Jury Hears Closing Arguments in Entwistle Trial

A defense attorney for a British man accused of killing his wife and 9-month-old daughter told a jury Monday that his wife shot the baby and committed suicide, and he covered up her actions to "protect her honor."

But a prosecutor said Neil Entwistle killed his wife and daughter because he was dissatisfied with his sex life, despondent about not being able to find a job and wanted to start a new life.

Entwistle, 29, is charged with fatally shooting his wife, Rachel, 27, and daughter, Lillian Rose, in their Hopkinton home in January 2006. The judge was instructing the jurors on the law, and the panel could begin deliberations as early as Monday afternoon.

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The couple had just moved into their rented home 10 days earlier, and by all accounts, appeared to be happy and madly in love with their daughter, according to numerous witnesses who testified during the three-week trial.

But Assistant District Attorney Michael Fabbri urged the jury to consider evidence that pointed to "the two sides of Neil Entwistle," including his visits to Internet sex sites in the days and weeks before the slayings. Fabbri dismissed the defense theory that Rachel Entwistle killed her baby and herself, noting the couple had recently returned to the United States so Rachel could be near her family in Massachusetts. The couple had lived in England for several years before that.

"Why would Rachel commit suicide?" Fabbri asked.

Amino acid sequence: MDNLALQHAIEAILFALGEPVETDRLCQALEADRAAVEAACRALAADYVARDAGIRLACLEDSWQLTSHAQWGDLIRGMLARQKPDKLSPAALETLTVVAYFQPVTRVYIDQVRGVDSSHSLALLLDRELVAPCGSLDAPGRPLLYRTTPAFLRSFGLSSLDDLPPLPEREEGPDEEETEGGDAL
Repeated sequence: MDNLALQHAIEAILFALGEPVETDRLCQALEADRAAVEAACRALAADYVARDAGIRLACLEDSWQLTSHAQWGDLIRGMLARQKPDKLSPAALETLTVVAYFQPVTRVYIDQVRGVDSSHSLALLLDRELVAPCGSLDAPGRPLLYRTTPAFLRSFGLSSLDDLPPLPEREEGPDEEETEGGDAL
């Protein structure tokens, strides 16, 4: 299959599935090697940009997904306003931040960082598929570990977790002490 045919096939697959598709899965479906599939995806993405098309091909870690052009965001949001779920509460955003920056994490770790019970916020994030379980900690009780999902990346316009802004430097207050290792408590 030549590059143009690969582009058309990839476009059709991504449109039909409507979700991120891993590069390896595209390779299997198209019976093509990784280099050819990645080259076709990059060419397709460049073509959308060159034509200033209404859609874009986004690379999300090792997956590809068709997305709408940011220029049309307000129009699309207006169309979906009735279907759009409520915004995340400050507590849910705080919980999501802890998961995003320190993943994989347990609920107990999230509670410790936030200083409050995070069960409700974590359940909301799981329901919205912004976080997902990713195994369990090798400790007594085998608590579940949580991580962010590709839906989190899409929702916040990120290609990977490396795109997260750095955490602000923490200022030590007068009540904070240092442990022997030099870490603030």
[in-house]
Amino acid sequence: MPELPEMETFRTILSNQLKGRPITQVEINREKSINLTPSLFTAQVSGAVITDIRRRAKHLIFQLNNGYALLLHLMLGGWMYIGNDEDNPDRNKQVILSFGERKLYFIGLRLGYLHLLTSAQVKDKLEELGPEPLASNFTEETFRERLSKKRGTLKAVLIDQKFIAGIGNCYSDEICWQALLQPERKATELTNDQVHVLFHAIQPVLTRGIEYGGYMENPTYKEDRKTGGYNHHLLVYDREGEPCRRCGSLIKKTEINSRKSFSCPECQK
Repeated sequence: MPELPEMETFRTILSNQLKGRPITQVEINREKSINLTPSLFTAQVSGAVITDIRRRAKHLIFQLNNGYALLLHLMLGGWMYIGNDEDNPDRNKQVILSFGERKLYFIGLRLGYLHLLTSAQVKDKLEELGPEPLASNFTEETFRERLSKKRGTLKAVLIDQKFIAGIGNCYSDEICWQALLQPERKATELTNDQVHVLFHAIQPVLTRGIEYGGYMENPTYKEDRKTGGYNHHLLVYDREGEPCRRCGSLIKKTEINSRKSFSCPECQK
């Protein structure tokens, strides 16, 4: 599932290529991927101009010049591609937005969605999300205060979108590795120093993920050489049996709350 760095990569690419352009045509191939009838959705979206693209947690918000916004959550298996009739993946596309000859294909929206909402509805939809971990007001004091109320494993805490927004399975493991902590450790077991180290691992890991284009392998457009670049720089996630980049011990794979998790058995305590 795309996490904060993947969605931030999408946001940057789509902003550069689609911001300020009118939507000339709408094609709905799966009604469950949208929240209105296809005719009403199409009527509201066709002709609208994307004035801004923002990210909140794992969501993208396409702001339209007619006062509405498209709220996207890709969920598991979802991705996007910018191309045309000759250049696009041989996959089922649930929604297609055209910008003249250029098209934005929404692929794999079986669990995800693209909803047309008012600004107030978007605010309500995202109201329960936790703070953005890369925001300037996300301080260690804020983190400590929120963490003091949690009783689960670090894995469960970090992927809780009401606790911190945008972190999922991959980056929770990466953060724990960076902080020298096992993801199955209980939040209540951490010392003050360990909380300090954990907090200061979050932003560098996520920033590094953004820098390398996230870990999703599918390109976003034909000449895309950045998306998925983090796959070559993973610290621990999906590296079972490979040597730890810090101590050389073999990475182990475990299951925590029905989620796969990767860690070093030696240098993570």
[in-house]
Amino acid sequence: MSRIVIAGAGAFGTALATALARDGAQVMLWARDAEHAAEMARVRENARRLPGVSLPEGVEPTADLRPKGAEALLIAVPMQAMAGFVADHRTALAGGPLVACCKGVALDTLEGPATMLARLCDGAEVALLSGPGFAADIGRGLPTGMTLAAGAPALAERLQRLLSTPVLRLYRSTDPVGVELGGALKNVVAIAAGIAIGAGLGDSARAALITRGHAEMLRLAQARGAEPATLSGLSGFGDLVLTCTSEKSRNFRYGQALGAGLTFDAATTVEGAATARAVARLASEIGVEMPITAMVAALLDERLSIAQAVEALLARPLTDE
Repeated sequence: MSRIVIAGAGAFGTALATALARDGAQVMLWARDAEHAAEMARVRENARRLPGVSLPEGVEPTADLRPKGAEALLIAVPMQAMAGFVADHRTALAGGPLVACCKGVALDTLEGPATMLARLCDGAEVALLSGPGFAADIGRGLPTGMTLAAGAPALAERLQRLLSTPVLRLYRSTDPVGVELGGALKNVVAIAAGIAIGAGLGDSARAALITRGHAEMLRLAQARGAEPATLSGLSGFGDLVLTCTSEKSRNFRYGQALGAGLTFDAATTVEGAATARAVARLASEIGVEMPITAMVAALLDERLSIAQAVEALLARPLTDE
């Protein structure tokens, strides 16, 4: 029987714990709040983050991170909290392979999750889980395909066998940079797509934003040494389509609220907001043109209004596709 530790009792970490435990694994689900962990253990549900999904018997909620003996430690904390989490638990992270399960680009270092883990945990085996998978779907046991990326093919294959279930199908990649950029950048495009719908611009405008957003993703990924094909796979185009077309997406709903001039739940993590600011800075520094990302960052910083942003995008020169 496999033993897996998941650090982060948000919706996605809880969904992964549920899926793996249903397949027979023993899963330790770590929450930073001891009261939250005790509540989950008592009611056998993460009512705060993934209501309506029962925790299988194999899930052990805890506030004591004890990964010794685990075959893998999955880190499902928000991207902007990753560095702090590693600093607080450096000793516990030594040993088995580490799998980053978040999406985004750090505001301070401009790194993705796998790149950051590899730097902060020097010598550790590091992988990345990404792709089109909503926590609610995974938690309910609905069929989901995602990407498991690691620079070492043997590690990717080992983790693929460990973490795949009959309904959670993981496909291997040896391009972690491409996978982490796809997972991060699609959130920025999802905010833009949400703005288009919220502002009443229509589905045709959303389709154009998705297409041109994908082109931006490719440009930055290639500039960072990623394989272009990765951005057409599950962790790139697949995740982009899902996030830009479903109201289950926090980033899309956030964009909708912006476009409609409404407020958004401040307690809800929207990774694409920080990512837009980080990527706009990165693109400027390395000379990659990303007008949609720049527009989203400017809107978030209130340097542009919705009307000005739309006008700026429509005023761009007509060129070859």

"She was back home, she had her home, she had her car, she had her family, and she thought she had a loving husband," Fabbri said.

Entwistle's lawyer, Elliot Weinstein, said police failed to consider suicide because they immediately focused on Entwistle as a suspect when he flew home to England the day after the killings. Entwistle told police he returned home from running errands on Jan. 20, 2006, and found his wife and daughter cuddled together in bed, dead from apparent gunshot wounds.

"Neil found Rachel and Lillian dead. Neil saw that (.22-caliber gun) and knew instantly what happened, and in those moments, he knew what he had to do," Weinstein said.

Weinstein said Entwistle returned the gun to the home of his father-in-law, Joseph Matterazzo so that his wife's family would not know she had committed suicide. Police later determined that Matterazzo's .22-caliber handgun was used in the killings.

"Everything that Neil did after finding Rachel and Lillian in that bedroom, he did because he loved them," Weinstein said.

But Fabbri said the suicide theory "does not make commonsense." Holding the long-barreled gun before the jury, Fabbri said that in order to find suicide credible, the jury would have to believe that Rachel Entwistle shot her baby through the chest, had that bullet lodge in her own breast, then raise the gun over her head and shoot herself at the top of her head, just beyond her hairline.

"It could not have happened the way they said it did," Fabbri said.

Fabbri told jurors that it may be difficult for them to comprehend how a man could kill his wife and baby daughter. But he urged the jury to consider a string of failures Entwistle had had in the months before the killings.

Since moving to Massachusetts four months earlier, Entwistle had been unable to find a job, had had several Internet-based businesses fail and had been looking for sex online through Web sites for escort services and a swingers' site called AdultFriendFinder.com.

"He was failing to provide for his family, and whether that justified homicide, I am not going to stand here and tell you that makes any sense," Fabbri said.

Weinstein had Entwistle had no motive to kill his wife and daughter, and said the Web sites he visited are used by millions of people every day.

"There is no motive, no motive to kill the woman, who by everyone's account, he shared a joyful, loving and caring relationship," Weinstein said.

Jury deliberations in the Neil Entwistle murder trial will begin at 9 a.m. tomorrow morning. The panel was excused for the day after hearing closing arguments from both sides and instructions from Judge Diane Kottmyer.

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